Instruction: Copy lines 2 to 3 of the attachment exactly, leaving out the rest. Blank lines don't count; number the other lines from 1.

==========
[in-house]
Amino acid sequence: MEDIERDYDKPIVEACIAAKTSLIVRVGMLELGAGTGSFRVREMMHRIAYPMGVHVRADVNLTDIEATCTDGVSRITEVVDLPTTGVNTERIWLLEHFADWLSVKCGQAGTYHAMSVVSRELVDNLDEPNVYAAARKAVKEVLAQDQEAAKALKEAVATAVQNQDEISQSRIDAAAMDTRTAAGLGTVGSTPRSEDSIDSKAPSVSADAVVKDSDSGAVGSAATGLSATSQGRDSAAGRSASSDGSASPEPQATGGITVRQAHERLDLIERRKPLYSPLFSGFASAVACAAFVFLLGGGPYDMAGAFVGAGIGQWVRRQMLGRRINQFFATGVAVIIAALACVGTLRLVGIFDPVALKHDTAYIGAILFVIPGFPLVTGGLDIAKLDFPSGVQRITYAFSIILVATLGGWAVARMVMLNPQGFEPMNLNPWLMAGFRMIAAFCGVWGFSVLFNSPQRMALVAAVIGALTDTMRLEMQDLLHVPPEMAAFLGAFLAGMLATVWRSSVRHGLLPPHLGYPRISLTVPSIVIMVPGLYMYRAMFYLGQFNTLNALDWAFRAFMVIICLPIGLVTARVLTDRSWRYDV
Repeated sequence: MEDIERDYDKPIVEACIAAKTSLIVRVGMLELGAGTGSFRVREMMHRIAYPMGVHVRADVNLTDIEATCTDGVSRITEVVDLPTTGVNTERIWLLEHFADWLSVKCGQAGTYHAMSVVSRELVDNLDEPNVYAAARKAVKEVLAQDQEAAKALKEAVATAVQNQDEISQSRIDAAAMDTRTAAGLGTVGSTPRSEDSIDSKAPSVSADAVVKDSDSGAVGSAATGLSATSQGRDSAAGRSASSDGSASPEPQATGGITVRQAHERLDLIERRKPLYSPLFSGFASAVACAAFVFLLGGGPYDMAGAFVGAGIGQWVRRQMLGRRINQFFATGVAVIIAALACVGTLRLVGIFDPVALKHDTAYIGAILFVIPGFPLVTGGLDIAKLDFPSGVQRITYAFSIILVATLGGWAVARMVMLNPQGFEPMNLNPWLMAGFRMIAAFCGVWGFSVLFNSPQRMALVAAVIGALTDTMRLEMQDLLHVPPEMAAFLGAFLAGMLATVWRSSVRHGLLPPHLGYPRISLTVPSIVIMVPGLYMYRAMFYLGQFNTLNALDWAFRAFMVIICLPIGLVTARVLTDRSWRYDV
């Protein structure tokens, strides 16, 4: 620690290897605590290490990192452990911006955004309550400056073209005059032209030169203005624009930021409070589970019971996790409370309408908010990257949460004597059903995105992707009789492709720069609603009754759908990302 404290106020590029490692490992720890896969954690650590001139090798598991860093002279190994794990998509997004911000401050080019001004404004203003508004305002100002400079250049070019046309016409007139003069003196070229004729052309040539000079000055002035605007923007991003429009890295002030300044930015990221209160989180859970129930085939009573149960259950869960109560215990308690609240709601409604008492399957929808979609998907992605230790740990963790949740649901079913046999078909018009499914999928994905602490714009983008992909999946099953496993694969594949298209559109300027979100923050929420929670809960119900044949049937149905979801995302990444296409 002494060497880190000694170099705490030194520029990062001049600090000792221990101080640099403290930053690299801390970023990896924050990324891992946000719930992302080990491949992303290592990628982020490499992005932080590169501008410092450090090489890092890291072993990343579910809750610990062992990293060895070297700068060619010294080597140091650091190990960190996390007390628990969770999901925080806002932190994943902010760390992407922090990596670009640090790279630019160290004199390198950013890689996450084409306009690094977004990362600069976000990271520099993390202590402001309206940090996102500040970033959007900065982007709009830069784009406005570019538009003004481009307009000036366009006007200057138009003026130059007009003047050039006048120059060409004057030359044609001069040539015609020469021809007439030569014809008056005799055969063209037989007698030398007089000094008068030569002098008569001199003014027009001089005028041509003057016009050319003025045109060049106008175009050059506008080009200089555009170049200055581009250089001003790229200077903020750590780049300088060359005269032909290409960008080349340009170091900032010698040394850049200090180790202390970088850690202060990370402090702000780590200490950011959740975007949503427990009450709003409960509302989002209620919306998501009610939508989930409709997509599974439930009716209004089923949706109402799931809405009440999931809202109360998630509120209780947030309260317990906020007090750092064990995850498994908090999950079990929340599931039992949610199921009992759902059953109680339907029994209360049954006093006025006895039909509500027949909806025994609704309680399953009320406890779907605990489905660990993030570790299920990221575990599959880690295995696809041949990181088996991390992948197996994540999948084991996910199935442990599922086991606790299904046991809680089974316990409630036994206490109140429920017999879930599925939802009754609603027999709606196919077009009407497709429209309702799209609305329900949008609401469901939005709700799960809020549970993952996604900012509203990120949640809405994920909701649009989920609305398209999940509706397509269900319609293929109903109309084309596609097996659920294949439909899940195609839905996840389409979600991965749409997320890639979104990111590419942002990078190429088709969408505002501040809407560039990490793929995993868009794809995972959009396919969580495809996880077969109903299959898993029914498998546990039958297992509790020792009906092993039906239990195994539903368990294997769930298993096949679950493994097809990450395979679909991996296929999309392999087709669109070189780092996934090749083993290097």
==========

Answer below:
Amino acid sequence: MEDIERDYDKPIVEACIAAKTSLIVRVGMLELGAGTGSFRVREMMHRIAYPMGVHVRADVNLTDIEATCTDGVSRITEVVDLPTTGVNTERIWLLEHFADWLSVKCGQAGTYHAMSVVSRELVDNLDEPNVYAAARKAVKEVLAQDQEAAKALKEAVATAVQNQDEISQSRIDAAAMDTRTAAGLGTVGSTPRSEDSIDSKAPSVSADAVVKDSDSGAVGSAATGLSATSQGRDSAAGRSASSDGSASPEPQATGGITVRQAHERLDLIERRKPLYSPLFSGFASAVACAAFVFLLGGGPYDMAGAFVGAGIGQWVRRQMLGRRINQFFATGVAVIIAALACVGTLRLVGIFDPVALKHDTAYIGAILFVIPGFPLVTGGLDIAKLDFPSGVQRITYAFSIILVATLGGWAVARMVMLNPQGFEPMNLNPWLMAGFRMIAAFCGVWGFSVLFNSPQRMALVAAVIGALTDTMRLEMQDLLHVPPEMAAFLGAFLAGMLATVWRSSVRHGLLPPHLGYPRISLTVPSIVIMVPGLYMYRAMFYLGQFNTLNALDWAFRAFMVIICLPIGLVTARVLTDRSWRYDV
Repeated sequence: MEDIERDYDKPIVEACIAAKTSLIVRVGMLELGAGTGSFRVREMMHRIAYPMGVHVRADVNLTDIEATCTDGVSRITEVVDLPTTGVNTERIWLLEHFADWLSVKCGQAGTYHAMSVVSRELVDNLDEPNVYAAARKAVKEVLAQDQEAAKALKEAVATAVQNQDEISQSRIDAAAMDTRTAAGLGTVGSTPRSEDSIDSKAPSVSADAVVKDSDSGAVGSAATGLSATSQGRDSAAGRSASSDGSASPEPQATGGITVRQAHERLDLIERRKPLYSPLFSGFASAVACAAFVFLLGGGPYDMAGAFVGAGIGQWVRRQMLGRRINQFFATGVAVIIAALACVGTLRLVGIFDPVALKHDTAYIGAILFVIPGFPLVTGGLDIAKLDFPSGVQRITYAFSIILVATLGGWAVARMVMLNPQGFEPMNLNPWLMAGFRMIAAFCGVWGFSVLFNSPQRMALVAAVIGALTDTMRLEMQDLLHVPPEMAAFLGAFLAGMLATVWRSSVRHGLLPPHLGYPRISLTVPSIVIMVPGLYMYRAMFYLGQFNTLNALDWAFRAFMVIICLPIGLVTARVLTDRSWRYDV